What, then, are we to do? Sometimes it seems that the best solution is to give it all away, perhaps to join a religious community. After all, the desert mothers and fathers extol the virtues of possessing nothing. For most of us, though, it is slightly more complicated than that. People (often our children) depend on us to care for them; we have woven ourselves into social and financial fabrics that cannot simply be unravelled. Our lives are bound up with the lives of others in such a way that makes giving it all away seem irresponsible rather than faithful. We have to find out where the desire for possessions threatens our soul, and we are not (Jeremiah has said) the best people for that job. Prayer and direction, openness to god and to others seems the only way to get free from the economic and social stranglehold. Who are we? Are we those who walk by Lazarus in our gate? Or do we live with our doors, our hearts and our hands open to those in need—and so also open to the Lord, the giver of all good things?

I believe; help my unbelief.
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Saturday after Ash Wednesday

If you remove the yoke from your midst,
The pointing of the finger,
      and speaking of wickedness,
And if you give yourself to the hungry,
And satisfy the desire of the afflicted,
Then your light will rise in darkness,
And your gloom will become like midday.
And the Lord will continually guide you,
And satisfy your desire in scorched places,
And give strength to your bones;
And you will be like a watered garden,
And like a spring of water
       whose waters do not fail.
                                                       Isaiah 58:9-11 (NASB)

Incline your ear, O Lord,
     and answer me;
For I am afflicted and needy.
Do preserve my soul,
     for I am a godly man;
O my God, save your servant
     who trusts in you.
Be gracious to me, O Lord,
For to you I cry all day long.
Make glad the soul of your servant,
For to you O Lord,
      I lift up my soul.
                                                      Psalm 86: 1- 4 (NASB)

.          .         .

Isaiah 58 is so beautiful that I almost want just to type it over again, and more of it. What can I possibly say in addition to ‘the mouth of the Lord’? Or I might just add the passage from Matthew’s gospel that tells of the calling of Levi, and concludes with Jesus’ explanation that he came ‘not to call the righteous, but sinners to repentance.’ Today’s Mass readings are rich, and in some ways quite straightforward: God calls us to receive his mercy. Sinners need it, and the psalmist prays for it. God also calls us to be merciful. So Isaiah reminds us, in the loveliest prose.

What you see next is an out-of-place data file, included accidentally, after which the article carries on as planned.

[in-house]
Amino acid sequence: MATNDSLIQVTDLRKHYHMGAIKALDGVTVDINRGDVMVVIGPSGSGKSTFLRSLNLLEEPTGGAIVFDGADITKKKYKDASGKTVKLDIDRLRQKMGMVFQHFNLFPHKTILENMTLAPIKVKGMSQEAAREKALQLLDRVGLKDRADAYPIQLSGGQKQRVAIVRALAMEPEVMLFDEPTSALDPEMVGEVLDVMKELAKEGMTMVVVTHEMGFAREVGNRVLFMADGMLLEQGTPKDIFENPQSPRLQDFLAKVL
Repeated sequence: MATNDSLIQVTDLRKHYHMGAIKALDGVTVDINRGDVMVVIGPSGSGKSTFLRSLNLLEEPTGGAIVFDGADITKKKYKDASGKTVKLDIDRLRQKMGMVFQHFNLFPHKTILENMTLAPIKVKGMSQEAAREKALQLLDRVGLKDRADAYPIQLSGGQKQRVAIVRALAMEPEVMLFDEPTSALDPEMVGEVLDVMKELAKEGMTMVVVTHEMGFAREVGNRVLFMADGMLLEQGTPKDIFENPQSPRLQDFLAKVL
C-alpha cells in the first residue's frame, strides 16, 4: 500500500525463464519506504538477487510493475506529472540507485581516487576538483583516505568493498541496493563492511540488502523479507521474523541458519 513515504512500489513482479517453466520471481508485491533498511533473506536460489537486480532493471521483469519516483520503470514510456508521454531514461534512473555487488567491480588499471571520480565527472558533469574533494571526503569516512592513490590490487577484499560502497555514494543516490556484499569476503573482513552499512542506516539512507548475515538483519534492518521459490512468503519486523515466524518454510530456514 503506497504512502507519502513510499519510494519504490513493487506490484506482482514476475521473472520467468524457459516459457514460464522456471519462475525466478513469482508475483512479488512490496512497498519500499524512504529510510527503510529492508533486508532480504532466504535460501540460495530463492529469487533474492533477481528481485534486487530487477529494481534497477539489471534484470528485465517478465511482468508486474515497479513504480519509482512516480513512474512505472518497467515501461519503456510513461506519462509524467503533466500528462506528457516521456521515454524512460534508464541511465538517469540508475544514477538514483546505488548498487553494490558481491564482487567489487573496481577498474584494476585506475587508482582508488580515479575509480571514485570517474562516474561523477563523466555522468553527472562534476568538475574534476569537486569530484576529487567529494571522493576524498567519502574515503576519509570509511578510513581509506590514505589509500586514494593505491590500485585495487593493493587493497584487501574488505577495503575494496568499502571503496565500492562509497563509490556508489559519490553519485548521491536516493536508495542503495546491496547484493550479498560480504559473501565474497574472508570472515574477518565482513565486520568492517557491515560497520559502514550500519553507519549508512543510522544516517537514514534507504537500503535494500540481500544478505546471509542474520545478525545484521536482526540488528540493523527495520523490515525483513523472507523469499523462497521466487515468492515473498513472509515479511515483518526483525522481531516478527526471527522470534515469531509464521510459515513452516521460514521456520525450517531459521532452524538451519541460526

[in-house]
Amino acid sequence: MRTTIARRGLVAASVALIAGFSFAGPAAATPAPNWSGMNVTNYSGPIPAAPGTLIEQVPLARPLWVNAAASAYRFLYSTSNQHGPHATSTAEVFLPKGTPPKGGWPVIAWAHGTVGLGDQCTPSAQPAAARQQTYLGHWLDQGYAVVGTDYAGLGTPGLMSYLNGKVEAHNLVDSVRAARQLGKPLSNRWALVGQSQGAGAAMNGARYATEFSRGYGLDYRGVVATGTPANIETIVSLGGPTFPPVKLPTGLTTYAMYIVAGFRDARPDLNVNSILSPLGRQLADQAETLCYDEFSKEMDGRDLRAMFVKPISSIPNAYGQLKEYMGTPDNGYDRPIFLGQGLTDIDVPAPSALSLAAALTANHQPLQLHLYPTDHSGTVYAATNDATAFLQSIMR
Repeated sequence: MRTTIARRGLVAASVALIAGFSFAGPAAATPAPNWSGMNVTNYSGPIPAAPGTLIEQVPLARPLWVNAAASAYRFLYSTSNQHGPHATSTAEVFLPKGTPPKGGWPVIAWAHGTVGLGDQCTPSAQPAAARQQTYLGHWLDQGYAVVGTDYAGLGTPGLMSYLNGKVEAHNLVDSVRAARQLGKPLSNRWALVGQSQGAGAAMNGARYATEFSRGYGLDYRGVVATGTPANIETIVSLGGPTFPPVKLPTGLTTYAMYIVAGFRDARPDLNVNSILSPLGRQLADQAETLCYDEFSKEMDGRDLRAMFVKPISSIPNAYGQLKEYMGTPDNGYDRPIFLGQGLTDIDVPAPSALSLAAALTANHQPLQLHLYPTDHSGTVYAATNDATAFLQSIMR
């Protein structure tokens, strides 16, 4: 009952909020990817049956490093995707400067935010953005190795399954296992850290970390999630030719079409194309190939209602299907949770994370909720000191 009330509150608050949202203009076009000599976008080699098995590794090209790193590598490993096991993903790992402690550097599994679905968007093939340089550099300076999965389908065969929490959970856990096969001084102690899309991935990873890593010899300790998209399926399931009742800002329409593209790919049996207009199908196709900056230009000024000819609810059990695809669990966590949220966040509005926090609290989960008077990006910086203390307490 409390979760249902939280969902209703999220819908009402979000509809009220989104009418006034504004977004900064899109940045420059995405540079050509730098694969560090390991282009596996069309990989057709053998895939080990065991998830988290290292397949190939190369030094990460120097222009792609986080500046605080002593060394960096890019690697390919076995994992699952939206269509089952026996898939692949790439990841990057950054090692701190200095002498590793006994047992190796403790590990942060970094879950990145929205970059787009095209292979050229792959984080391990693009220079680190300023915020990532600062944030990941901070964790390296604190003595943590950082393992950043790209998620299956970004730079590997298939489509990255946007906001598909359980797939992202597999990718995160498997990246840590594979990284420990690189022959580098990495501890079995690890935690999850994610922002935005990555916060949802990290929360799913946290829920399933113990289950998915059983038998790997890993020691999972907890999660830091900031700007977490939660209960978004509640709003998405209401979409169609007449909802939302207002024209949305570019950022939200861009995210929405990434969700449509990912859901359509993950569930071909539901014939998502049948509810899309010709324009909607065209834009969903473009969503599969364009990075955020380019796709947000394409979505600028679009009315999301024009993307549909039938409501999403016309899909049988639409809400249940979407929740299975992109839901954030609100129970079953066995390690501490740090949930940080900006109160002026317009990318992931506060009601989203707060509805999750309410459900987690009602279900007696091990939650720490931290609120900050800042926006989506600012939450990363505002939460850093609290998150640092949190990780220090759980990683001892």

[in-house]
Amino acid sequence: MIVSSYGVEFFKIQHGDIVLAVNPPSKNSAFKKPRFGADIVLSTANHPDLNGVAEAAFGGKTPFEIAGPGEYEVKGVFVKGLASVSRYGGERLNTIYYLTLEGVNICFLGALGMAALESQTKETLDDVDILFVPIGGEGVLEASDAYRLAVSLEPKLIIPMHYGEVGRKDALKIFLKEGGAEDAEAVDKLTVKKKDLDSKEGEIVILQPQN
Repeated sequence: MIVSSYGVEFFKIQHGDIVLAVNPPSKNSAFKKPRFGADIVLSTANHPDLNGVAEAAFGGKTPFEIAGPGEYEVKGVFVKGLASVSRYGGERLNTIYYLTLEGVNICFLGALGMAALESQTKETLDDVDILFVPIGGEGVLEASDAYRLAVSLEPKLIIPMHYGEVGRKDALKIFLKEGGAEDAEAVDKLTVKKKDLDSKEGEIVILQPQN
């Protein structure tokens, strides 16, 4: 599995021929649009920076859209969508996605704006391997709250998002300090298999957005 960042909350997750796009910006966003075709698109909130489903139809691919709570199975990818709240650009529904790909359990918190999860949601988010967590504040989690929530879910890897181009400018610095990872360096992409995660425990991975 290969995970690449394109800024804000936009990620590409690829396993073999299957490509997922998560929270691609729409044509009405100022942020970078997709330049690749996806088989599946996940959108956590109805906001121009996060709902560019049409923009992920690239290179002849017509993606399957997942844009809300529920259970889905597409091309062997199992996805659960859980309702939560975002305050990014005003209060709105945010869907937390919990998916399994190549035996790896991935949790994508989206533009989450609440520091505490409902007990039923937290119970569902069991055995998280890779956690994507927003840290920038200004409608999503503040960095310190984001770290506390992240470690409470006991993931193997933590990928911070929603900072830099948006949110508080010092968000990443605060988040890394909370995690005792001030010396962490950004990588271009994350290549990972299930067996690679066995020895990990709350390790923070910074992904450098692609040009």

That might, though, leave us thinking that we receive mercy and then give it. Maybe (I am sure sometimes this is my unconscious supposition) we should be full before we give–satisfied by God’s mercy, we show that mercy to others. But Isaiah suggests that it doesn’t work that way. Isaiah calls us to ‘satisfy the desire of the afflicted’ from the discomfort of our ‘scorched places’ and in the frailty of our weak bones. The ‘spring of water’ is not what we are before we attend to the needy, but is what God makes in us as we do.

I find this a very hard saying. With four young children–including a toddler and a girl with Down Syndrome who’s just about to enter adolescence–and a challenging job as a lecturer in a theological college, I often feel stretched pretty thin. Usually I feel more like an empty pail than a spring of water. Can I refuse to meditate on my emptiness, and look for the ‘hungry’ and the ‘afflicted’ (‘look out … for the interests of others’ says Philippians 2.4!)? Maybe. Maybe that is what it is, concretely, to ‘lift up my soul’ to the Lord, to trust in God for my help, my strength, and my satisfaction.

Whether I find myself able or not, it seems like Lent is a good time to try.

Deo gratias.